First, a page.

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ABSTRACT: Nurses promote self-care and active participation of individuals in managing their health care, yet little is known about their own use of electronic personal health records (ePHRs). The purpose of this study was to examine factors associated with ePHR use by nurses for their own health management. A total of 664 registered nurses working in 12 hospitals in the Maryland and Washington DC area participated in an online survey from December 2013 to January 2014. Multiple logistic regression models identified factors associated with ePHR use. More than a third (41%; 95% confidence interval [CI], 0.37-0.44) of the respondents were ePHR users. There was no variation between ePHR users and nonusers by demographic or job-related information. However, ePHR users were more likely to be active health care consumers (i.e., have a chronic medical condition and take prescribed medications; odds ratio [OR] = 1.64; 95% CI, 1.06-2.53) and have health care providers who used electronic health records for care (OR = 3.62; 95% CI, 2.45-5.36). Nurses were proactive in managing their chronic medical conditions and prescribed medication use with ePHRs. ePHR use by nurses can be facilitated by increasing use of electronic health records. Published by Elsevier Inc. The following personal article link, which will provide free access to the article until July 3, 2015: http://authors.elsevier.com/a/1R1LY6lYmQjGNNursing outlook 05/2015; 63(3):278-87. DOI:10.1016/j.outlook.2014.11.013 · 1.59 Impact Factor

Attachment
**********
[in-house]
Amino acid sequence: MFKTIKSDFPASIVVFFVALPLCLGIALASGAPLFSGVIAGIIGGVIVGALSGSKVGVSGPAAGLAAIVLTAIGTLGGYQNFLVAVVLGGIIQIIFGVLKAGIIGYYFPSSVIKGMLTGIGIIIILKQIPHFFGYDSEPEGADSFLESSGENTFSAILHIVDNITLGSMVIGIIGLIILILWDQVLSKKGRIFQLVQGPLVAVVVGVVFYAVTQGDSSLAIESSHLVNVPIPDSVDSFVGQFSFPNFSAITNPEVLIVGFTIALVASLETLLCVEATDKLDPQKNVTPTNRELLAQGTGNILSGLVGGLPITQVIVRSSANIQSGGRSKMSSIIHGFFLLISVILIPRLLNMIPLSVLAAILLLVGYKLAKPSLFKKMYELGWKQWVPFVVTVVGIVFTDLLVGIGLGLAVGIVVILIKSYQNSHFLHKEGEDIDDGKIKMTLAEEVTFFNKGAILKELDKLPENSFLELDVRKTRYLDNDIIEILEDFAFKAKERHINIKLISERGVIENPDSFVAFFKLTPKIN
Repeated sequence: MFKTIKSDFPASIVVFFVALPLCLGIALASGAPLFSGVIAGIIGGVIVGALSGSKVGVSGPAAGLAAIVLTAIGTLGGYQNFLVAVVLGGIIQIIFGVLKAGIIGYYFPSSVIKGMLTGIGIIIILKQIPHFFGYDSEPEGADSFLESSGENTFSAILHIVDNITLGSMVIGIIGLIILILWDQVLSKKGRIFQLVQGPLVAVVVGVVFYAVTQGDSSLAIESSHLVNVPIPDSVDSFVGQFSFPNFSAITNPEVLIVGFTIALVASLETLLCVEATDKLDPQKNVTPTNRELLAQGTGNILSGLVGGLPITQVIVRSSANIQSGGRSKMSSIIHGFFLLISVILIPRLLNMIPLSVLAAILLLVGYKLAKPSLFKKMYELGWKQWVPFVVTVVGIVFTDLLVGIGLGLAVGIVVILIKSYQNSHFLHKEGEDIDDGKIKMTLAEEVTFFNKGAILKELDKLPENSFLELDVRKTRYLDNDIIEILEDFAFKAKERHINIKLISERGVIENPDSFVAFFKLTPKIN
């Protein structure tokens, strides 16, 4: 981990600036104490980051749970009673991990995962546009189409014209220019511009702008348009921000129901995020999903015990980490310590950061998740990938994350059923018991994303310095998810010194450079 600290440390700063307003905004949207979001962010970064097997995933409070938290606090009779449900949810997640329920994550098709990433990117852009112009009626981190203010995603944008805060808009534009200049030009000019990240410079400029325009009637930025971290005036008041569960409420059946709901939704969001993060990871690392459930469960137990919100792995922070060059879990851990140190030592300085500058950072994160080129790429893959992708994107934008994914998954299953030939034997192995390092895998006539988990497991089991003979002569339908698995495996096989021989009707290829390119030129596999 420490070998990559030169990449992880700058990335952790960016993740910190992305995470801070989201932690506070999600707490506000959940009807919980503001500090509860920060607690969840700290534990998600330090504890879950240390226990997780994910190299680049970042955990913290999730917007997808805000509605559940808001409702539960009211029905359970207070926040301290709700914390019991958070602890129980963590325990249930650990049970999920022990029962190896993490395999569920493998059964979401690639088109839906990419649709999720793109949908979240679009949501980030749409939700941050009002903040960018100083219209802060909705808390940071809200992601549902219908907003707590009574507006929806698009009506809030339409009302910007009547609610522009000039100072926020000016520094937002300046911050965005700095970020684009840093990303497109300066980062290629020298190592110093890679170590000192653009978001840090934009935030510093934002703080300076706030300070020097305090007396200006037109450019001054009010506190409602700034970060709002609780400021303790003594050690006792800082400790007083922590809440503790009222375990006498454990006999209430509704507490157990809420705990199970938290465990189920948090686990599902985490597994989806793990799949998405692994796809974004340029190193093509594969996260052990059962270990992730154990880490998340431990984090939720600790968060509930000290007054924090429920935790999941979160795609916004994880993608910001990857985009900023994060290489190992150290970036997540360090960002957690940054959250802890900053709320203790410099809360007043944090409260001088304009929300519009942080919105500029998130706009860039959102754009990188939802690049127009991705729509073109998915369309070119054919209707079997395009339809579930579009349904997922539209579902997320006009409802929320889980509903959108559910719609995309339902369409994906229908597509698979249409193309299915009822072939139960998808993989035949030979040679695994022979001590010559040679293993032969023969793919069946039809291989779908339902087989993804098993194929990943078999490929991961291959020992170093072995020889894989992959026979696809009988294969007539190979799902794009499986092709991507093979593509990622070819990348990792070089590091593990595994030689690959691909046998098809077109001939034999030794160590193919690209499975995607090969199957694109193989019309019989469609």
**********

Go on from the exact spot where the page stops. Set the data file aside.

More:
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ABSTRACT: To our knowledge, no evidence is available on health care professionals' use of electronic personal health records (ePHRs) for their health management. We therefore focused on nurses' personal use of ePHRs using a modified technology acceptance model. To examine (1) the psychometric properties of the ePHR acceptance model, (2) the associations of perceived usefulness, ease of use, data privacy and security protection, and perception of self as health-promoting role models to nurses' own ePHR use, and (3) the moderating influences of age, chronic illness and medication use, and providers' use of electronic health record (EHRs) on the associations between the ePHR acceptance constructs and ePHR use. A convenience sample of registered nurses, those working in one of 12 hospitals in the Maryland and Washington, DC areas and members of the nursing informatics community (AMIA and HIMSS), were invited to respond to an anonymous online survey; 847 responded. Multiple logistic regression identified associations between the model constructs and ePHR use, and the moderating effect. Overall, ePHRs were used by 47%. Sufficient reliability for all scales was found. Three constructs were significantly related to nurses' own ePHR use after adjusting for covariates: usefulness, data privacy and security protection, and health-promoting role model. Nurses with providers that used EHRs who perceived a higher level of data privacy and security protection had greater odds of ePHR use than those whose providers did not use EHRs. Older nurses with a higher self-perception as health-promoting role models had greater odds of ePHR use than younger nurses. Nurses who use ePHRs for their personal health might promote adoption by the general public by serving as health-promoting role models. They can contribute to improvements in patient education and ePHR design, and serve as crucial resources when working with their individual patients.Applied Clinical Informatics 07/2015; 6(2):224-247. DOI:10.4338/ACI-2014-11-RA-0107 · 0.39 Impact Factor